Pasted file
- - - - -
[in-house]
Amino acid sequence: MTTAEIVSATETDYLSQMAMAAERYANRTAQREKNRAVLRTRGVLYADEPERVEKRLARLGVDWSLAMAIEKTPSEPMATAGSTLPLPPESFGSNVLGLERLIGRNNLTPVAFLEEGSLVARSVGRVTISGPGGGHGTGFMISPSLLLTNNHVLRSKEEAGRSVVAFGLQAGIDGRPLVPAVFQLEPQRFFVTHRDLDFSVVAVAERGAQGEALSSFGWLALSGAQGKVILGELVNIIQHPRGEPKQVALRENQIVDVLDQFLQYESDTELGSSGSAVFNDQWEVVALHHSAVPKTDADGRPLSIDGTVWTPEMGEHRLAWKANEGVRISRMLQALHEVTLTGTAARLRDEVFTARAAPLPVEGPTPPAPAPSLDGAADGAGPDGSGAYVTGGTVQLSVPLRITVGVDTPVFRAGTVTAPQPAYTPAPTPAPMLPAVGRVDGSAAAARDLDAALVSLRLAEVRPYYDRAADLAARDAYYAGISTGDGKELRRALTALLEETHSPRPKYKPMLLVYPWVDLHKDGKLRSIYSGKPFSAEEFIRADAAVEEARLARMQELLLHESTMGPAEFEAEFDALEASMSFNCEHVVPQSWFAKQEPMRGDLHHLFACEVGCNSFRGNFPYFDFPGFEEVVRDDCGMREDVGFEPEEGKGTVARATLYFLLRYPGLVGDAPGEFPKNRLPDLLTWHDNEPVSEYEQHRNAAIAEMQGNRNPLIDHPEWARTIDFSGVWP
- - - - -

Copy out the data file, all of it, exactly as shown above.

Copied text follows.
[in-house]
Amino acid sequence: MTTAEIVSATETDYLSQMAMAAERYANRTAQREKNRAVLRTRGVLYADEPERVEKRLARLGVDWSLAMAIEKTPSEPMATAGSTLPLPPESFGSNVLGLERLIGRNNLTPVAFLEEGSLVARSVGRVTISGPGGGHGTGFMISPSLLLTNNHVLRSKEEAGRSVVAFGLQAGIDGRPLVPAVFQLEPQRFFVTHRDLDFSVVAVAERGAQGEALSSFGWLALSGAQGKVILGELVNIIQHPRGEPKQVALRENQIVDVLDQFLQYESDTELGSSGSAVFNDQWEVVALHHSAVPKTDADGRPLSIDGTVWTPEMGEHRLAWKANEGVRISRMLQALHEVTLTGTAARLRDEVFTARAAPLPVEGPTPPAPAPSLDGAADGAGPDGSGAYVTGGTVQLSVPLRITVGVDTPVFRAGTVTAPQPAYTPAPTPAPMLPAVGRVDGSAAAARDLDAALVSLRLAEVRPYYDRAADLAARDAYYAGISTGDGKELRRALTALLEETHSPRPKYKPMLLVYPWVDLHKDGKLRSIYSGKPFSAEEFIRADAAVEEARLARMQELLLHESTMGPAEFEAEFDALEASMSFNCEHVVPQSWFAKQEPMRGDLHHLFACEVGCNSFRGNFPYFDFPGFEEVVRDDCGMREDVGFEPEEGKGTVARATLYFLLRYPGLVGDAPGEFPKNRLPDLLTWHDNEPVSEYEQHRNAAIAEMQGNRNPLIDHPEWARTIDFSGVWP